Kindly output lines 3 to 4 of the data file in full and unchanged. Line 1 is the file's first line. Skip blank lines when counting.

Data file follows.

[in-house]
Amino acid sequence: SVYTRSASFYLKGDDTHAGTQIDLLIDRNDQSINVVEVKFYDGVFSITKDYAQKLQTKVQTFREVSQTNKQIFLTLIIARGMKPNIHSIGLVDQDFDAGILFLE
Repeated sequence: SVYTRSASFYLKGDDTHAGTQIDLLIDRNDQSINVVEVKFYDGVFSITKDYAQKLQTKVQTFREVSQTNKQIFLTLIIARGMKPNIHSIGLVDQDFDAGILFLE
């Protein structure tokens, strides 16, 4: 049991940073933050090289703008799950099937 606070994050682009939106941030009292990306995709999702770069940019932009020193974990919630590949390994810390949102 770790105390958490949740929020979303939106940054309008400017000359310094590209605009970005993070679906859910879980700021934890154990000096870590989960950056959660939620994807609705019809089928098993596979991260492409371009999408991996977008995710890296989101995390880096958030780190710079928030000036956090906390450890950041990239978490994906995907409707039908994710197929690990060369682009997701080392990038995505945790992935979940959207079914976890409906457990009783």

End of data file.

Repeated sequence: SVYTRSASFYLKGDDTHAGTQIDLLIDRNDQSINVVEVKFYDGVFSITKDYAQKLQTKVQTFREVSQTNKQIFLTLIIARGMKPNIHSIGLVDQDFDAGILFLE
């Protein structure tokens, strides 16, 4: 049991940073933050090289703008799950099937 606070994050682009939106941030009292990306995709999702770069940019932009020193974990919630590949390994810390949102 770790105390958490949740929020979303939106940054309008400017000359310094590209605009970005993070679906859910879980700021934890154990000096870590989960950056959660939620994807609705019809089928098993596979991260492409371009999408991996977008995710890296989101995390880096958030780190710079928030000036956090906390450890950041990239978490994906995907409707039908994710197929690990060369682009997701080392990038995505945790992935979940959207079914976890409906457990009783």